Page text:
The Definition of a Double-Storey in Typography

Among the specialized terminology that exists in typography and that is used to describe elements of individual letterforms is the term "storey." Several letters can be described as having either a single-storey or a double-storey appearance — among them are the letters a and g.

What Is a Storey in Typography

The double-storey a is a lowercase a that consists of a closed bowl at the bottom and a stem with a finial arm at the top hanging over the bowl and creating a partially enclosed area above the bowl. 

A single-storey a is a lowercase a that consists of a rounded closed bowl and a stem but no obvious finial. It is the lowercase a most of us learned when we studied cursive writing. The ​single-storey a is also called an "upright finial a." ​​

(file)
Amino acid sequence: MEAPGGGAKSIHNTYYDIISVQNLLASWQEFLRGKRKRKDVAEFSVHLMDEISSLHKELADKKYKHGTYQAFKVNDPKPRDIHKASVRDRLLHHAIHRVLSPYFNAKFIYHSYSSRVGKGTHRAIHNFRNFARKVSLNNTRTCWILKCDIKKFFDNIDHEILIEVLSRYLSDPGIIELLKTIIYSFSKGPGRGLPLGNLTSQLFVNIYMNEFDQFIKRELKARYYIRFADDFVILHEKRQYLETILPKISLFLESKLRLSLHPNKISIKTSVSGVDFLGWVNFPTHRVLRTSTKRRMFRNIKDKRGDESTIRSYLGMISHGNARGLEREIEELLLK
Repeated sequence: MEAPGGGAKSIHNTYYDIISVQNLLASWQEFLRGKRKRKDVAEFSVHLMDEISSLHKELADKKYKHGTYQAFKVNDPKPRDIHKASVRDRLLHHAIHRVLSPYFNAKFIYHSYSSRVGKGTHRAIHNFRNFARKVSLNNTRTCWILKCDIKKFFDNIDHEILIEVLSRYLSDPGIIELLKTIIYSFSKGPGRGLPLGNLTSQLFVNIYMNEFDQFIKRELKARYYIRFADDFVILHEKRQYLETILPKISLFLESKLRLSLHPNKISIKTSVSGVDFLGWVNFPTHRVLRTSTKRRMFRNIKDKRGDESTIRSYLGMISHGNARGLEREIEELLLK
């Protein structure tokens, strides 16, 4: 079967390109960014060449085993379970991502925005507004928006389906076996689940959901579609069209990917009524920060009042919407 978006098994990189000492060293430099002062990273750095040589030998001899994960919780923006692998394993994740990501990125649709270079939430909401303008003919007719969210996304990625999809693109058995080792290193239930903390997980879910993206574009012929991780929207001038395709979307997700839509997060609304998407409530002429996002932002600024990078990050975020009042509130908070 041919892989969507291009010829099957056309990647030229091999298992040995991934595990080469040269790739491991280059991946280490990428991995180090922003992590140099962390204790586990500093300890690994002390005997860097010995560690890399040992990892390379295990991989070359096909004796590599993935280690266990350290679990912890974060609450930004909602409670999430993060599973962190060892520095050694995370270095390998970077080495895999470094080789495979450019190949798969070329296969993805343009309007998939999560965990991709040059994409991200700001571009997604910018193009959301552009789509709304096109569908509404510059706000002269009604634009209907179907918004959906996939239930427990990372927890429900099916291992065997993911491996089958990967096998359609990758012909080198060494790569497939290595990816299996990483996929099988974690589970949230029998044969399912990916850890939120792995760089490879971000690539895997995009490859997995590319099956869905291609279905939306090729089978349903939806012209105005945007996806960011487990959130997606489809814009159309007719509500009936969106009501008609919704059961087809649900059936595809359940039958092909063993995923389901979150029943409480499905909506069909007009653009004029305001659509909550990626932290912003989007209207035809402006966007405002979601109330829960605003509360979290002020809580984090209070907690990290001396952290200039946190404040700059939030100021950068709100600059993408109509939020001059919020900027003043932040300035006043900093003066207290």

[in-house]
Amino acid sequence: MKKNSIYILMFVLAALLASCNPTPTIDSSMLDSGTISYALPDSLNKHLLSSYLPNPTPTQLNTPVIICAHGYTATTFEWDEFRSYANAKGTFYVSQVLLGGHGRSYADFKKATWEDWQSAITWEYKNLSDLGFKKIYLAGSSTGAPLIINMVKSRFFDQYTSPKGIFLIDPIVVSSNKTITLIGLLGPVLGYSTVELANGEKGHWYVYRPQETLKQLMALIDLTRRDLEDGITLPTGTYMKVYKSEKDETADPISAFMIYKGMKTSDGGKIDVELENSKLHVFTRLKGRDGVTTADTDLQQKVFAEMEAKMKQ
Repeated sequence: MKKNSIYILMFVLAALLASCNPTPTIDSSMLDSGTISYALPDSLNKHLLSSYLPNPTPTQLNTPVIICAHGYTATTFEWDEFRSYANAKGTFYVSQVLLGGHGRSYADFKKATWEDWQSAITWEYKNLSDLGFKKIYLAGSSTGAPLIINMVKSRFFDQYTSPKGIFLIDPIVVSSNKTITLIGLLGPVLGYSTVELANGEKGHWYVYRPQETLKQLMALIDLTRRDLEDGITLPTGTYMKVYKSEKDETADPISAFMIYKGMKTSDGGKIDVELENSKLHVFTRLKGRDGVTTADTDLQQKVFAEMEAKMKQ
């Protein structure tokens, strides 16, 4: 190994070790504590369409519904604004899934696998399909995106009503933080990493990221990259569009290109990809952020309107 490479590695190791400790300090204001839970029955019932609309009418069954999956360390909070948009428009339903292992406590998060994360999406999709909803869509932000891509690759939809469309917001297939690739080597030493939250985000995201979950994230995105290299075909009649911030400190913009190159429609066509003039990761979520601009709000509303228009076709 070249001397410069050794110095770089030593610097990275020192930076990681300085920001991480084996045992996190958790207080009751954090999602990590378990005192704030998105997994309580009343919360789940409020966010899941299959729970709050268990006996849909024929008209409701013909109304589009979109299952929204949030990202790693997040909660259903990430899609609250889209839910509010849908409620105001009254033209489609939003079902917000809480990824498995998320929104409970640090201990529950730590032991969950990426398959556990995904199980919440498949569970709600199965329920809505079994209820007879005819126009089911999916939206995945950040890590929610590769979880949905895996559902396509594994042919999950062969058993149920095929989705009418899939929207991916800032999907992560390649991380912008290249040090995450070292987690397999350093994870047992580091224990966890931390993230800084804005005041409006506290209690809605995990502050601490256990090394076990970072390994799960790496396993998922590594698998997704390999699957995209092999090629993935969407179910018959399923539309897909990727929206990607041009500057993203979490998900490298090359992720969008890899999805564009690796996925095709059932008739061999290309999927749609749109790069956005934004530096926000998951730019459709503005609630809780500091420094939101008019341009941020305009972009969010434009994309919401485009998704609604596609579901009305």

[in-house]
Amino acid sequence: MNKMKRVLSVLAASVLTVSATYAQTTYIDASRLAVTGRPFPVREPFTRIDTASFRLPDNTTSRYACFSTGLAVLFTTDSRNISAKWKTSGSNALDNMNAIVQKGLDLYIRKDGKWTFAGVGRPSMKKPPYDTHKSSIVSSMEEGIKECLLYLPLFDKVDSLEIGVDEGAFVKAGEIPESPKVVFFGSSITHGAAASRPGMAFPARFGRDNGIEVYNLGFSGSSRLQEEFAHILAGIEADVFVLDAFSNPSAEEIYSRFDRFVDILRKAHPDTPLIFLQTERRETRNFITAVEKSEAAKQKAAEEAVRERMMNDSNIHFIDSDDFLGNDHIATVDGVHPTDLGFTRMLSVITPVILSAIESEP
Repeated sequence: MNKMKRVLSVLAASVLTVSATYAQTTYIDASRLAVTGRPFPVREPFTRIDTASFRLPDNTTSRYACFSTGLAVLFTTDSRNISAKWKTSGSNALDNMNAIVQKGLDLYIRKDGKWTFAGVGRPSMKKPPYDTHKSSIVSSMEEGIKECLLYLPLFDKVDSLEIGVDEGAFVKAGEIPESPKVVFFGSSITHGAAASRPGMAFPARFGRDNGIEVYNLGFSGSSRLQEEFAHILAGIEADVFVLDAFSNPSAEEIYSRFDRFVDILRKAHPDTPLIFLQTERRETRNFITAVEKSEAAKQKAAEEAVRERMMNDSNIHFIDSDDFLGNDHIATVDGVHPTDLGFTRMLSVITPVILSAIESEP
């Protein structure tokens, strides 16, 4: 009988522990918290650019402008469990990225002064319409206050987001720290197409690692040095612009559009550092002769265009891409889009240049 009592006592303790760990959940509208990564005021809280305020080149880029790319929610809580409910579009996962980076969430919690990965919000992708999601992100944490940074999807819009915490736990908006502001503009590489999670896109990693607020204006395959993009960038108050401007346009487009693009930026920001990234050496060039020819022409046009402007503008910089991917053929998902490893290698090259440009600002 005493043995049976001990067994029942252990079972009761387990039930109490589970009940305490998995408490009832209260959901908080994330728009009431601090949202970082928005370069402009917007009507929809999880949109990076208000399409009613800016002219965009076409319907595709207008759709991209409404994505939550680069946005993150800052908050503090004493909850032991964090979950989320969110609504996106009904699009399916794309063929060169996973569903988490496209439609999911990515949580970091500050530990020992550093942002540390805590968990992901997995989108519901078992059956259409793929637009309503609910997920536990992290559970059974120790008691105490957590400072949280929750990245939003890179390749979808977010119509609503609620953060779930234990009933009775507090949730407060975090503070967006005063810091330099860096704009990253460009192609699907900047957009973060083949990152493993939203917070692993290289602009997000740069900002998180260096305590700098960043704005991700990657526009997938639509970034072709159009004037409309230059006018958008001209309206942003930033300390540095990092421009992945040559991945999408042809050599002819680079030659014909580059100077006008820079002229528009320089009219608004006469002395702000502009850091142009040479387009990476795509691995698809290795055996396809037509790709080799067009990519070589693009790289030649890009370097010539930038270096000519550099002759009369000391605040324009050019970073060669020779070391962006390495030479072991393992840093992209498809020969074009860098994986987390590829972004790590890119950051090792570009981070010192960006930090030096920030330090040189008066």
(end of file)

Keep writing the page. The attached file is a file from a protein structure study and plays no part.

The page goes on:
Other Typography Terminology

  • A bowl on a letterform is also called the aperture. It is the enclosed circular portion of a character.
  • A finial is the curved tail on some letters. It is also called a terminal.
  • The stem of a character — also known as the stroke — is the main vertical line in a character.

The lowercase double-storey a has all three of these elements.

Type Trivia

In typography, one way to differentiate true italic from faux or software-slanted fonts is by looking at the letter a. The double-storey a is usually found in upright roman fonts. Even when the accompanying roman version has a double-storey a, the true italic version usually uses a single-storey a. An italicized double-storey a is a possible sign of a faux italic.

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